Timanfaya Autonomous Bus
LSI is one of the partners of the Cities Timanfaya project. In this project, a prototype of an Autonomous Bus is being developed, to be deployed in the national Park of Timanfaya in Lanzarote, Canary Islands. The project, funded by “Cabildo de Lanzarote” is the first prototype of this type to be designed in Spain.
For more information about the partners and the project, visit the official web site.
iCab is an acronym for Intelligent Campus Automobile, at which multiple unmanned ground vehicles (electric golf carts) navigate autonomously within the campus vicinity to transport visitors from one spot to another between buildings. Currently there are two golf carts, modified mechanically and electronically in order to achieve the project objective.
These modifications include:
deactivating the throttle paddle and apply direct control of the electric engine for the translational motion
removing the steering wheel and replacing it by electric motor-encoder system for autonomous maneuvers
Each golf cart is equipped with multiple sensors for the environment perception. These sensors enable the vehicle to navigate in dynamic surroundings. Accordingly, the vehicle is able to perform the necessary intelligent maneuvers to reach its destination through a collision-free path. Furthermore, the system is able to detect and classify static obstacles (e.g. trees, lamp poles, buildings, generic obstacles), dynamic obstacles (e.g. vehicles, pedestrians, animals, cyclists, motorists), free navigable space among others. The system bases its navigational decisions on global and local maps, using path planning algorithm.
IVVI 2.0 Platform
IVVI 2.0 (an acronym for Intelligent Vehicle based on Visual Information) vehicle is the second research platform of the Intelligent Systems Lab. It is equipped with the most advanced sensors and processing systems for the development and testing of Advanced Driver Assistance Systems.
While featuring a cutting-edge equipment, IVVI 2.0 has been designed according to the expected future trends in driving assistance systems: all computers, sensors and human-machine interfaces are almost invisibly integrated into the vehicle. The different sensing devices include:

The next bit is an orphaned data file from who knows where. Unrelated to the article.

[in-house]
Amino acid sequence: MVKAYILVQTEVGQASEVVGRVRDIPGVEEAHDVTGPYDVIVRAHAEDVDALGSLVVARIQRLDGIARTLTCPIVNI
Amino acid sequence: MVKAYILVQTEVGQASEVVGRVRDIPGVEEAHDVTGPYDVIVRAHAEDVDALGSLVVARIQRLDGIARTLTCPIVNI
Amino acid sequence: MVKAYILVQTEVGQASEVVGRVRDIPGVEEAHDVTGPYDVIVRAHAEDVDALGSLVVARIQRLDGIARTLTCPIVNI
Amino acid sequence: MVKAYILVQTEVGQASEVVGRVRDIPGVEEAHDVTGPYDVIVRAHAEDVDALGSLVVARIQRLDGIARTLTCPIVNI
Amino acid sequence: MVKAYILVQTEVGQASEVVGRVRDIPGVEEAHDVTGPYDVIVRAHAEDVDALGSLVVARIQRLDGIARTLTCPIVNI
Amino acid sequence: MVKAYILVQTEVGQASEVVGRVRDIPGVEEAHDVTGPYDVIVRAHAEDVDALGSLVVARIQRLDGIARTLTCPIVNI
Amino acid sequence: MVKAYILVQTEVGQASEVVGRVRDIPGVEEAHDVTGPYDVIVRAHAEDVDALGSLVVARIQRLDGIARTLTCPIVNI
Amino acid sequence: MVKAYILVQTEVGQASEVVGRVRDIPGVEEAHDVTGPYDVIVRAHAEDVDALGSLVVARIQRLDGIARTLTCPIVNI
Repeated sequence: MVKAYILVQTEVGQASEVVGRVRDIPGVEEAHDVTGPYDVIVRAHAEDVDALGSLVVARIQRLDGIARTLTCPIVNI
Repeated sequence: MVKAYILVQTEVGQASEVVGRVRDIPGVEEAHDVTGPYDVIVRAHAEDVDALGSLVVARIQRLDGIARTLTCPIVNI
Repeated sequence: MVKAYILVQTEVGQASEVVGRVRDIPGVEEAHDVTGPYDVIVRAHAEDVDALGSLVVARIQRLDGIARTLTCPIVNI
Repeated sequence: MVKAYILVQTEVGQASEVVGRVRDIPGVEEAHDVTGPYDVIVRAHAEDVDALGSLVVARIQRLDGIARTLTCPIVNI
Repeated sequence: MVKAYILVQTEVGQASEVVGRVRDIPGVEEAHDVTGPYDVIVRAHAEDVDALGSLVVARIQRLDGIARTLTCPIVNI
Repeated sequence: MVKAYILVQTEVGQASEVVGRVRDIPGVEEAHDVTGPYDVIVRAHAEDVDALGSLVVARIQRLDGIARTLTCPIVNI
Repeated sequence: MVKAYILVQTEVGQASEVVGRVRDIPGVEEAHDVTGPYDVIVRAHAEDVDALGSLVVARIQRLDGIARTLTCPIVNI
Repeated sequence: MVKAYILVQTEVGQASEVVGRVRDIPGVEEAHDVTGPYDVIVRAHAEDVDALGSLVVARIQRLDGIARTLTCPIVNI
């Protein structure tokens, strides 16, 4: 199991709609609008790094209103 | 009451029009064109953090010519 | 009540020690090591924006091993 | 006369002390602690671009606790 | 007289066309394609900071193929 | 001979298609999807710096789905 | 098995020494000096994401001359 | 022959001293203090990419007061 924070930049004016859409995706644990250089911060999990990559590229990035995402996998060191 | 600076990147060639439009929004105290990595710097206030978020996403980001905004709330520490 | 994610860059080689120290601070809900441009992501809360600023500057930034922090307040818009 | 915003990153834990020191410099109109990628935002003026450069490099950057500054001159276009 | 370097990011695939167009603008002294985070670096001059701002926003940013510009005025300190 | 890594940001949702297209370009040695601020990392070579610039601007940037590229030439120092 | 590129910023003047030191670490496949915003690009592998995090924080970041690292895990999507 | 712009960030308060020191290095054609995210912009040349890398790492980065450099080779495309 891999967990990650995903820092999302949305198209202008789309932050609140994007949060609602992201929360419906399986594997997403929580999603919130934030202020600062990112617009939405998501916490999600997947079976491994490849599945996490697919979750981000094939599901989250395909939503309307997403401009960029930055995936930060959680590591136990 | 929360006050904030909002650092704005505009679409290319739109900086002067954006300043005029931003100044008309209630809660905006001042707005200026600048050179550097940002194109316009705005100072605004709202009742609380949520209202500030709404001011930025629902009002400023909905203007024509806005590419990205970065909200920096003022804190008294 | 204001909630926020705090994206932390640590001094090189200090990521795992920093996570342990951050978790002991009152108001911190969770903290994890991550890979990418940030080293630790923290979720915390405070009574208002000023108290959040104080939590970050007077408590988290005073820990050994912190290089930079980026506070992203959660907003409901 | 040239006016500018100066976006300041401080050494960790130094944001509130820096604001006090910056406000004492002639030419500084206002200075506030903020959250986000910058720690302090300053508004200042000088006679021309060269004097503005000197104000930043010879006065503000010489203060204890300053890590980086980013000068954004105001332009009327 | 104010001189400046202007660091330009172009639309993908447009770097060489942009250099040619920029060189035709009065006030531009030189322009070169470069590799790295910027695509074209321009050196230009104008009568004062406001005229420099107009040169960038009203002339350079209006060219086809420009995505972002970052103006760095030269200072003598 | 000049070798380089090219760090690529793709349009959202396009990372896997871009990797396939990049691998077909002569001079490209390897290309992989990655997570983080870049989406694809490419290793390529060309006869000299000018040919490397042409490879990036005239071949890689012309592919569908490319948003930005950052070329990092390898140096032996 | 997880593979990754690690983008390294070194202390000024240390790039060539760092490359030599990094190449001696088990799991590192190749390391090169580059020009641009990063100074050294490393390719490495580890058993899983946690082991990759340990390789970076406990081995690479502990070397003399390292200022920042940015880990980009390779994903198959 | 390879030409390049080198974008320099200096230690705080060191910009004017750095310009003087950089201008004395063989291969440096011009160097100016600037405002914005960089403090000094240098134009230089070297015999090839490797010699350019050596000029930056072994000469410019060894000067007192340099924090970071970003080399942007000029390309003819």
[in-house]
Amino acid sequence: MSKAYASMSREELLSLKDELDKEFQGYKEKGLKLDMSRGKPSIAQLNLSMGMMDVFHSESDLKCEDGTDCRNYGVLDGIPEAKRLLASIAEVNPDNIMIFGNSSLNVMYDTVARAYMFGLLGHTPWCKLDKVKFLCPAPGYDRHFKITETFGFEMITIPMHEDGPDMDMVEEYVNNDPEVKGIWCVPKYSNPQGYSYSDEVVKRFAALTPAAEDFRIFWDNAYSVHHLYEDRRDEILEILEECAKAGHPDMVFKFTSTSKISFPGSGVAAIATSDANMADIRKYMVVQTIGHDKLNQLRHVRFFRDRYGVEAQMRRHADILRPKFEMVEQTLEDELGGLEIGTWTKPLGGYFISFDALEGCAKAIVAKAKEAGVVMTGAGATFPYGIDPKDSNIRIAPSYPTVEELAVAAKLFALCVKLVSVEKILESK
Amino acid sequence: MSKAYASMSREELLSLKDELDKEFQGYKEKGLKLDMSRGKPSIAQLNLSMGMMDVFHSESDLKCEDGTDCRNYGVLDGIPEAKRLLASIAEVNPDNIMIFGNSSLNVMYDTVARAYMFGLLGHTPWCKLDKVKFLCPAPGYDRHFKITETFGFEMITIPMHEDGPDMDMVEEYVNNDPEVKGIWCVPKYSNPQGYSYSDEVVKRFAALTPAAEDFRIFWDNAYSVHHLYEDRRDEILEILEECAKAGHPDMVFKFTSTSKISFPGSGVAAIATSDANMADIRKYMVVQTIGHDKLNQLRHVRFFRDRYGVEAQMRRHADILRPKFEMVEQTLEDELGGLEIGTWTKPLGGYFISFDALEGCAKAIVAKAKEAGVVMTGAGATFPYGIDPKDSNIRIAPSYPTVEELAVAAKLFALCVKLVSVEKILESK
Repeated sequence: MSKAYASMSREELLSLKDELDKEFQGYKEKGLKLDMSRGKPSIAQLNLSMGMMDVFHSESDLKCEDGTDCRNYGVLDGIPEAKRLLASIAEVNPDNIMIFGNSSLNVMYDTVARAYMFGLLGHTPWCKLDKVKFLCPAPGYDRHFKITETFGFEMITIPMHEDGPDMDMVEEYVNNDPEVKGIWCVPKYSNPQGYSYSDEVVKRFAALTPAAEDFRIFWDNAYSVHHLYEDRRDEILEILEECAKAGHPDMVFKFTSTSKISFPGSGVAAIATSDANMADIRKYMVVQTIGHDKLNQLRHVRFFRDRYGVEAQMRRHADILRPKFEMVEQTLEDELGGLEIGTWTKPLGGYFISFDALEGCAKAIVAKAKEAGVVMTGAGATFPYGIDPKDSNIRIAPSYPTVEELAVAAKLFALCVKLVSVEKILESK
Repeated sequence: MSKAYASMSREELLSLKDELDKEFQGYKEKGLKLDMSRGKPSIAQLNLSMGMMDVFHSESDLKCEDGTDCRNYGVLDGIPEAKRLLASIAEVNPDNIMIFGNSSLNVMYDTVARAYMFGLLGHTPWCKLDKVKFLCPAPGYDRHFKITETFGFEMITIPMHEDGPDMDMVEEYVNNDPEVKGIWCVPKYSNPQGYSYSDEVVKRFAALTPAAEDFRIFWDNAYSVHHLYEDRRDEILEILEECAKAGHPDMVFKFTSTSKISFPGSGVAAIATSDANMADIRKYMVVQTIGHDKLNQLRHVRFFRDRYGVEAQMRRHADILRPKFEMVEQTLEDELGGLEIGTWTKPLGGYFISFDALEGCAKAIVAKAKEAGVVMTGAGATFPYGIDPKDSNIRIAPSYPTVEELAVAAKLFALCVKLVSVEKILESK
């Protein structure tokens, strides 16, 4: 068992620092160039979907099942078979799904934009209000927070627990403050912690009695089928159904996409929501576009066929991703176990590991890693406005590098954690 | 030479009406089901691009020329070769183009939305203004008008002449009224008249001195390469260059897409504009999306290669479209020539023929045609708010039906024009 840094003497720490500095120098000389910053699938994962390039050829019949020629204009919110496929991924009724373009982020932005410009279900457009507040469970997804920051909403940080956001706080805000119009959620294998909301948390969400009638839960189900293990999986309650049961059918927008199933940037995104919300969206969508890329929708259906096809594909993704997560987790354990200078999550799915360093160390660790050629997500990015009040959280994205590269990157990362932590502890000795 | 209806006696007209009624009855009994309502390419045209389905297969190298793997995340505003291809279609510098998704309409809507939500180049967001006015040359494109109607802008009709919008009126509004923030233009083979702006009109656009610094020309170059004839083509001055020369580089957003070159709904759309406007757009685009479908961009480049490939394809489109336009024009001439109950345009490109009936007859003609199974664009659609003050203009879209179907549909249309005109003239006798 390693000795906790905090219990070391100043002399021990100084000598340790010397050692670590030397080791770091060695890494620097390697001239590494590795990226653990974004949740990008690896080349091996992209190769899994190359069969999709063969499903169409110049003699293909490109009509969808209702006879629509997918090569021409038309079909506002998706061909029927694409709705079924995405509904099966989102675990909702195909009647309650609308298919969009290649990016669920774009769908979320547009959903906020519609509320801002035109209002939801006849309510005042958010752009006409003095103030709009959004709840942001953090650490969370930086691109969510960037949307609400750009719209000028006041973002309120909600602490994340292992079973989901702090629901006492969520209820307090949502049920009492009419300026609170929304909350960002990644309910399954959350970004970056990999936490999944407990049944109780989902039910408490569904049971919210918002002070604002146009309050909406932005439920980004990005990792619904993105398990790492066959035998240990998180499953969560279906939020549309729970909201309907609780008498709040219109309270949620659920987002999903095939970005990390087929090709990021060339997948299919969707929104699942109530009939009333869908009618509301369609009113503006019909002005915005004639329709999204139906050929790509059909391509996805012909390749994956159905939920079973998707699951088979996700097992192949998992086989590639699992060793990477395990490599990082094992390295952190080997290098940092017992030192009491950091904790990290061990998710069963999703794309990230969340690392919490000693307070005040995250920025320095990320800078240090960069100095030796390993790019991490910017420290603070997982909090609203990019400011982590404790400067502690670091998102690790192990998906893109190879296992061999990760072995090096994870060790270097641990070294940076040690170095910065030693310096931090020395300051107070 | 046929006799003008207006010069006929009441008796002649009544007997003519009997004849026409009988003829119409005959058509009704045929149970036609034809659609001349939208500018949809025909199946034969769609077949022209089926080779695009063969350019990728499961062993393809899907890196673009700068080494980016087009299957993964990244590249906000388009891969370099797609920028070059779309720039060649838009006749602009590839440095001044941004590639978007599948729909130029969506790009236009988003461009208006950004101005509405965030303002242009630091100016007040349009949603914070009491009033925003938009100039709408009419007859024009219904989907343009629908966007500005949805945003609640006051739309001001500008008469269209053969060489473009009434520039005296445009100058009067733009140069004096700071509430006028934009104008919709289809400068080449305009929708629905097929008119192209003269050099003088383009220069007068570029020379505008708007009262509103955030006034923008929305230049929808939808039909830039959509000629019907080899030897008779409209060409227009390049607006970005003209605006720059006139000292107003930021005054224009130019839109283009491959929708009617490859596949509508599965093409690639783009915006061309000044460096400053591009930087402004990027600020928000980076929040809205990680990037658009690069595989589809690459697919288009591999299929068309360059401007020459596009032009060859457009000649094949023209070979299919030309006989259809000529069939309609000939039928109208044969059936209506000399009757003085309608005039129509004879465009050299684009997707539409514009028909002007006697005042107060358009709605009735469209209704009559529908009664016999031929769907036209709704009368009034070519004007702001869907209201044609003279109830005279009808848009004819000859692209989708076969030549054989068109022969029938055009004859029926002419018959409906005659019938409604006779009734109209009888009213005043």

- A stereo-vision system for road, object (vehicles, pedestrians, etc.) and traffic sign detection and classification in day driving conditions.
- A far-infrared-range (FIR) camera, mounted on the rear-view mirror, for pedestrian detection in night driving conditions.
- A multi-layer laser mounted on the front bumper for object detection.
- A motion sensing input device, placed on the dashboard, for face detection and driver monitoring.
- A CAN bus communication device, based on a low-cost embedded system, for driver behavior analysis.
- A GNSS receiver and an Inertial Measurement Unit (IMU), integrated in a platform on the roof of the IVVI vehicle, for providing information about the vehicle ego position and motion.
Additionally, two new side-looking cameras are expected to be added, in order to detect vehicles (and/or other traffic participants) at roundabouts and junctions. Data from sensors are processed on a computing platform placed in the car boot, which is able to work in real time. Software architecture is based on ROS (Robot Operating System) framework, enabling both low-level and high-level information fusion.